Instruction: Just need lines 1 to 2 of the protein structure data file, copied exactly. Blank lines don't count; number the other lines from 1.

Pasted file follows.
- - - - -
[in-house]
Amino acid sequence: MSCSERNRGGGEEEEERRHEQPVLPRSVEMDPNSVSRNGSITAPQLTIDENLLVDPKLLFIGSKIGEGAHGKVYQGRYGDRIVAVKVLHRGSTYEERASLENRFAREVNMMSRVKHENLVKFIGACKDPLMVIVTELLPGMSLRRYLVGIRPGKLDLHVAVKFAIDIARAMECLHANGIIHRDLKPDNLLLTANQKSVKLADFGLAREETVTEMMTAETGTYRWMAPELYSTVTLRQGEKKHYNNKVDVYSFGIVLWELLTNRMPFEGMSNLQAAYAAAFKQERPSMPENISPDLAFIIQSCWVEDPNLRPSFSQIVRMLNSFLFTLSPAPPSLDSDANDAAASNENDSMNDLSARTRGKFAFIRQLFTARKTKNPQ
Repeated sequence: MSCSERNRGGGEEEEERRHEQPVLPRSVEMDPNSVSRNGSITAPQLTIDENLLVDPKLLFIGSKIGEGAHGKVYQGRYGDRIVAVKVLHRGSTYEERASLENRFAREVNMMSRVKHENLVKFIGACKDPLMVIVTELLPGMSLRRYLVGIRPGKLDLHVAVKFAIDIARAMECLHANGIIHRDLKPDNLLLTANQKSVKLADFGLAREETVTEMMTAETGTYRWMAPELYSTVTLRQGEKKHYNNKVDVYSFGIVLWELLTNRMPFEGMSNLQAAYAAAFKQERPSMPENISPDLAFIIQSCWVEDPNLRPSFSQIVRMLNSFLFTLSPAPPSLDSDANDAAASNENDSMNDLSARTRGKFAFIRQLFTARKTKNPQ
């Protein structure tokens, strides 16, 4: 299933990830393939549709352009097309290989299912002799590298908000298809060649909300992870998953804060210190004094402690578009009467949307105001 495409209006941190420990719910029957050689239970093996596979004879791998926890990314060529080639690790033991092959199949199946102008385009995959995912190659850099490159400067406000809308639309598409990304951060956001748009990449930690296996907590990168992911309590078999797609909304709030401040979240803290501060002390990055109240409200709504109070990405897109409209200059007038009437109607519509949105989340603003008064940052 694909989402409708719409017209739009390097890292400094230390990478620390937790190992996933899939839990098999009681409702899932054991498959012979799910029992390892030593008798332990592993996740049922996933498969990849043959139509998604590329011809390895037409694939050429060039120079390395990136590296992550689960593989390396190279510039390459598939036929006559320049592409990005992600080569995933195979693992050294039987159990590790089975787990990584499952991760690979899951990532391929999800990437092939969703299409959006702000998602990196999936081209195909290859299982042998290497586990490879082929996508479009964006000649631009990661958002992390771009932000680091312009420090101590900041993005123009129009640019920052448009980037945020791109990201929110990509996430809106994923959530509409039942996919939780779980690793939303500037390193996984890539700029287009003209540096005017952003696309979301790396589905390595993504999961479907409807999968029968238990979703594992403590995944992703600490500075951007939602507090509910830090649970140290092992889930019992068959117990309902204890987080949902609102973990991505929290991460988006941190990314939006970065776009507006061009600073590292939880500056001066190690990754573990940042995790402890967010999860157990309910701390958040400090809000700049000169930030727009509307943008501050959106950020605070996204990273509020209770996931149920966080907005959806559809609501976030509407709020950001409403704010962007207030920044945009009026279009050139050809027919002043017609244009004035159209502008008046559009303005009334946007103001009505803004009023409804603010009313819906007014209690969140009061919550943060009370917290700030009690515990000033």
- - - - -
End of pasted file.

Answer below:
[in-house]
Amino acid sequence: MSCSERNRGGGEEEEERRHEQPVLPRSVEMDPNSVSRNGSITAPQLTIDENLLVDPKLLFIGSKIGEGAHGKVYQGRYGDRIVAVKVLHRGSTYEERASLENRFAREVNMMSRVKHENLVKFIGACKDPLMVIVTELLPGMSLRRYLVGIRPGKLDLHVAVKFAIDIARAMECLHANGIIHRDLKPDNLLLTANQKSVKLADFGLAREETVTEMMTAETGTYRWMAPELYSTVTLRQGEKKHYNNKVDVYSFGIVLWELLTNRMPFEGMSNLQAAYAAAFKQERPSMPENISPDLAFIIQSCWVEDPNLRPSFSQIVRMLNSFLFTLSPAPPSLDSDANDAAASNENDSMNDLSARTRGKFAFIRQLFTARKTKNPQ